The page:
Cosmetic and Plastic surgery are becoming very popular these days in America. Every year thousands of people are going under knife to correct their body parts. But still in this new era, there are number of myths associated with plastic and cosmetic surgery.
Mt. Kenisco based American Board of Plastic and Reconstructive Surgeon Dr. John F. Farella1 says about the cosmetic surgery, “I believe in a comprehensive approach that includes lifestyle changes, stress reduction, healthy eating, diet, exercise, and, where appropriate, surgical procedures. Cosmetic plastic surgery is long-lasting and may even be permanent. When completely healed, the surgically reconstructed body part requires little or no maintenance.” (Ref: Dr. John F. Farella, M.D.,FACS, http://www.drfarella.com/cosmetic_plastic_surgery/)
Some of the myths associated with plastic and cosmetic surgery are:
Myth: Cosmetic surgery and plastic surgery are one and the same.
Fact: The terms "plastic surgery" and "cosmetic surgery" are not same. Cosmetic surgery is the surgery of appearance. It is elective and focuses on the aesthetics of beauty.
Myth: Silicone Breast Implants are not safe and frequently leak.
Fact: According to FDA, both saline and silicone breast implants are safe and have not been proven to cause any known disease. The current generation of breast implants is much more durable than the older implants with a leak rate as low as 1% at 7 years. The silicone inside is a cohesive gel, much like bread dough. Even if the implant were to leak, the silicone would not go anywhere.
Myth: Breast feeding with implants is not safe.
Fact: Breast-feeding with implants is safe. While your breast milk could absorb some of the silicone from breast implants, the amount is not considered harmful to your baby. Because breast milk is the best thing you can feed your baby, the Institute of Medicine (IOM) encourages women with breast implants to breast-feed if they're able to do so.
Myth: Breast implants increase your risk of getting breast cancer.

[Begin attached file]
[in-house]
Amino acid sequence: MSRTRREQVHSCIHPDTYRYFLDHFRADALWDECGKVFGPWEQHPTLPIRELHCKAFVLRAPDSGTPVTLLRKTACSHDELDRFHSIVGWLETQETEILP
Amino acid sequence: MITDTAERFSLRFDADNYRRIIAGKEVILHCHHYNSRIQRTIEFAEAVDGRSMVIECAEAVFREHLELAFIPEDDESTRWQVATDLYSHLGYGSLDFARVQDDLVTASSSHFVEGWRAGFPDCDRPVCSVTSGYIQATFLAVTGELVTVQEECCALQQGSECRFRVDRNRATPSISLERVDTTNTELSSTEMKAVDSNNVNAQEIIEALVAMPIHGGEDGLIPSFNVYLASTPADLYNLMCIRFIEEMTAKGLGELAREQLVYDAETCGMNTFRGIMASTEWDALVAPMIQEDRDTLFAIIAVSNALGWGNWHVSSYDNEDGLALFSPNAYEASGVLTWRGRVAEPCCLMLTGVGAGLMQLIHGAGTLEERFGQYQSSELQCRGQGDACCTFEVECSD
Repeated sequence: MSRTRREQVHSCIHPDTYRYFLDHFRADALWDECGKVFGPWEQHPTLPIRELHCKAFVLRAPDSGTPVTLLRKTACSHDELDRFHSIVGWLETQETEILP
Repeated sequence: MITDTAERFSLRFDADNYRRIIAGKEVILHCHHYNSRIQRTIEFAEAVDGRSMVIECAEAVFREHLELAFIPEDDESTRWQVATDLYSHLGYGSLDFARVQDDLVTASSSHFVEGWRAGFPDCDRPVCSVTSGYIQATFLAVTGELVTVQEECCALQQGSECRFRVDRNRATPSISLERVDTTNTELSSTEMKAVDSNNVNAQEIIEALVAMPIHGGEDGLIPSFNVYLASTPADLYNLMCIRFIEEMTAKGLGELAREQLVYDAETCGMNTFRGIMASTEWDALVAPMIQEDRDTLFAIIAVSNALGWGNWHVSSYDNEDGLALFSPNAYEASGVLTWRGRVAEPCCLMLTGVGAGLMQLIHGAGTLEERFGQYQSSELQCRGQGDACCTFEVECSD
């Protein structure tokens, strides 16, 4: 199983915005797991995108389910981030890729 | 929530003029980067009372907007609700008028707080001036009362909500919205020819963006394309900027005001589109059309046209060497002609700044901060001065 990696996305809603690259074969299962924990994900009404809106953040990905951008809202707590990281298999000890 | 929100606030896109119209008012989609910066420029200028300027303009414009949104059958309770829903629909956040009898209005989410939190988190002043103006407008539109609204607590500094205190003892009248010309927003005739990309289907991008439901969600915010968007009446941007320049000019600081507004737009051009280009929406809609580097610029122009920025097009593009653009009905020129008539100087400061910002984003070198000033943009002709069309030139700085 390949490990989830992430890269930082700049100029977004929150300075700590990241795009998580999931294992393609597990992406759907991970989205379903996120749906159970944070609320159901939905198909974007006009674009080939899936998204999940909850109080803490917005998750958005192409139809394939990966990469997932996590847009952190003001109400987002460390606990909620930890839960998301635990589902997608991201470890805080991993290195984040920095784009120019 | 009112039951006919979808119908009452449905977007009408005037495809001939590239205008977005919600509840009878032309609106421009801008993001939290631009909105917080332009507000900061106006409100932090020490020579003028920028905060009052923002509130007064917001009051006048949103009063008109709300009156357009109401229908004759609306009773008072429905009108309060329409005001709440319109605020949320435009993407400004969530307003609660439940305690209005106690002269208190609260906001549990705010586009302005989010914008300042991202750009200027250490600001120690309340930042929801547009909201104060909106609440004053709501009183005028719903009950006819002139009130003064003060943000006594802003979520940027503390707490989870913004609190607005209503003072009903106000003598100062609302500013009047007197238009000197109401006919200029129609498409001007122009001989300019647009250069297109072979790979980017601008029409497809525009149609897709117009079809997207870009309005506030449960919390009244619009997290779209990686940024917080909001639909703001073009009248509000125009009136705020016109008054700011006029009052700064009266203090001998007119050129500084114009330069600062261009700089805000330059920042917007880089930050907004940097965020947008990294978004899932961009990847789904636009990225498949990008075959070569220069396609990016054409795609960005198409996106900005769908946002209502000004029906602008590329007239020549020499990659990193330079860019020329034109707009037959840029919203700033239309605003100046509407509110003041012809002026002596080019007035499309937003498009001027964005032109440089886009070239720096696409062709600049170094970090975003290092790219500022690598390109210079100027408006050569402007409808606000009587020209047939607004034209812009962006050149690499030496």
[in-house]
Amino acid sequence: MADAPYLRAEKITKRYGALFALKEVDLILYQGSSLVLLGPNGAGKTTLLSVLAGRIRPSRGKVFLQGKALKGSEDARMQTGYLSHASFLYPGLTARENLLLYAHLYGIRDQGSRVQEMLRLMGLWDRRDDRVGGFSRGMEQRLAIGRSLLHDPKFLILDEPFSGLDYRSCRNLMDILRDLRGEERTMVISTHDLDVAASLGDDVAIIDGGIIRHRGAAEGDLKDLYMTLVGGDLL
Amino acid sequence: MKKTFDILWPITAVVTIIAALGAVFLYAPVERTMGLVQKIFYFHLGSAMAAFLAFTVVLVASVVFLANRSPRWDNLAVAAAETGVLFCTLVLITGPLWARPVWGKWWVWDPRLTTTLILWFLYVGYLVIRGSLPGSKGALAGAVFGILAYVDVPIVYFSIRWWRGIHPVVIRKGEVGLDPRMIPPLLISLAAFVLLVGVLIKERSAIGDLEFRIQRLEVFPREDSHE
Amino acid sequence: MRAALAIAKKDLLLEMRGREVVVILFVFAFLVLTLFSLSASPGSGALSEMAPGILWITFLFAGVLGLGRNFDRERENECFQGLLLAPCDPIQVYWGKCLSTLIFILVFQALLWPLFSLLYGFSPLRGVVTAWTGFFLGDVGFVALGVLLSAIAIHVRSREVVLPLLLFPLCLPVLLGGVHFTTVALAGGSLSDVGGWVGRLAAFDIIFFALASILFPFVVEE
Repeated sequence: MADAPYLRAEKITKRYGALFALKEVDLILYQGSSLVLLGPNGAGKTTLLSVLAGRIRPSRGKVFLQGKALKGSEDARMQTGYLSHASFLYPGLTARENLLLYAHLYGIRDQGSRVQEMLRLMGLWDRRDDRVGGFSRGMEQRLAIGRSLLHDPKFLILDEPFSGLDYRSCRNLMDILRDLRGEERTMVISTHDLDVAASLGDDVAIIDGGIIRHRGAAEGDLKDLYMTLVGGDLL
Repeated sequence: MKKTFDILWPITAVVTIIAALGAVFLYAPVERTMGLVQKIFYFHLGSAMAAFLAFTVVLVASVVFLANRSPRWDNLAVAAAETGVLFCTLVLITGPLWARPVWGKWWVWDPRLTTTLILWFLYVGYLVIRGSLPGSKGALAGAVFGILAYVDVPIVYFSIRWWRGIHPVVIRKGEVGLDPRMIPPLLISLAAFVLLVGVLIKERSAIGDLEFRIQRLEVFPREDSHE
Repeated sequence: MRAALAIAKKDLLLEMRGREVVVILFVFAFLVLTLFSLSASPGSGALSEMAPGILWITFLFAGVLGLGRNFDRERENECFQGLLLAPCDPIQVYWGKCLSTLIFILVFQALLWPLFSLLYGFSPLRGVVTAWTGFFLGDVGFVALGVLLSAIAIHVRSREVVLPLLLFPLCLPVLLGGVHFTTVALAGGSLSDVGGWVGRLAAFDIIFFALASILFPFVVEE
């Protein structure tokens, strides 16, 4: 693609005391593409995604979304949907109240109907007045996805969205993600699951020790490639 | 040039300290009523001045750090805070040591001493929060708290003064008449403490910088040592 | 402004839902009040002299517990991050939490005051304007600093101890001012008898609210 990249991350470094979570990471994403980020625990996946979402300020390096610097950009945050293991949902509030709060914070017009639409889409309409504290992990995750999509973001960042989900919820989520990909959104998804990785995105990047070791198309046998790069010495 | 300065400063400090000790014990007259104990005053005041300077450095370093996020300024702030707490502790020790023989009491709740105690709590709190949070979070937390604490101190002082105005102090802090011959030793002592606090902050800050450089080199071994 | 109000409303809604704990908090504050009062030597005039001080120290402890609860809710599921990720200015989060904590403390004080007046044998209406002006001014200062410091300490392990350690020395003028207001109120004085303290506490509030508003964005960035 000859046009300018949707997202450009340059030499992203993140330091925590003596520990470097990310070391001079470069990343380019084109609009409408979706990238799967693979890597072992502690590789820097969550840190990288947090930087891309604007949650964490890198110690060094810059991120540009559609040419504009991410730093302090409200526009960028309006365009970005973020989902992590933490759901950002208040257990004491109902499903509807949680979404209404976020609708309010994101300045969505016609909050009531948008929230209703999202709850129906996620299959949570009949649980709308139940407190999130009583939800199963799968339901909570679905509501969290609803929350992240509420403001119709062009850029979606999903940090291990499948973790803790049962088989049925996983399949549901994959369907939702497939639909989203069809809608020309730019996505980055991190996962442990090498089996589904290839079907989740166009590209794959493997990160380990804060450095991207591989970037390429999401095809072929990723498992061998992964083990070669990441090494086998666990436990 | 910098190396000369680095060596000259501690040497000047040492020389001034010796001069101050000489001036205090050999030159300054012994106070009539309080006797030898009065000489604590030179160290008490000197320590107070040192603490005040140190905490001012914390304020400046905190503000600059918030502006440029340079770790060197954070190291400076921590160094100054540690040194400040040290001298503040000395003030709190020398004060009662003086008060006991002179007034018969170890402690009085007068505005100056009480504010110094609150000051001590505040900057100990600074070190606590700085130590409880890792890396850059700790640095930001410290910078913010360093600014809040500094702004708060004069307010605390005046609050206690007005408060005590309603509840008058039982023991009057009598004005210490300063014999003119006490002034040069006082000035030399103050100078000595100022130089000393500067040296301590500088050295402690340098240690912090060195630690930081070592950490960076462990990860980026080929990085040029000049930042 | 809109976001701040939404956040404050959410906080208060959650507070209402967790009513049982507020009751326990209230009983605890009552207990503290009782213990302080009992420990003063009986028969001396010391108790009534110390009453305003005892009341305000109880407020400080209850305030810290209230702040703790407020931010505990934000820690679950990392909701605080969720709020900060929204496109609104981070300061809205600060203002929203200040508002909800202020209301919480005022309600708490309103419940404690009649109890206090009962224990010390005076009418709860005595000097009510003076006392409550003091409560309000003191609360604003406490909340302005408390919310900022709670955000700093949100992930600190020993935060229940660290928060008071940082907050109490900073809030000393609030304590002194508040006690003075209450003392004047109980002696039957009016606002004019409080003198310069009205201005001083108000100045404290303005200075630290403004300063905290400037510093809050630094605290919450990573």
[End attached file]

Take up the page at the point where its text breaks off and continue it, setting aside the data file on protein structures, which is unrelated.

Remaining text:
Fact: Breast implants do not cause breast cancer or the recurrence of breast cancer. However, it's still essential to undergo routine screening for breast cancer — breast self-exams, mammograms and clinical breast exams.
Myth: After liposuction, the fat will come back somewhere else.
Fact: Liposuction removes fat and fat cells from the body. The fat will not come back unless you take in more calories than you burn.http://www.amazines.com
Myth: Botox is not safe and causes a “frozen face” look.
Fact: Botox is a highly purified and safe product. It will not and cannot cause Botulism. Injection by a trained, experienced professional will look very natural. By only injecting small doses into specific muscles, one can have a natural softening of unwanted lines and wrinkles without compromising facial expressions. However, overdosing can cause droopy eyelids and a “frozen face” look.
Myth: Plastic and Cosmetic Surgery Board Certifications are all the same.
Fact: Only the American Board of Plastic Surgery certifies that someone is fully trained in plastic surgery of the face and body. It takes from 6-9 years to achieve this training, and then you must pass a rigorous written and 2-day oral exam.
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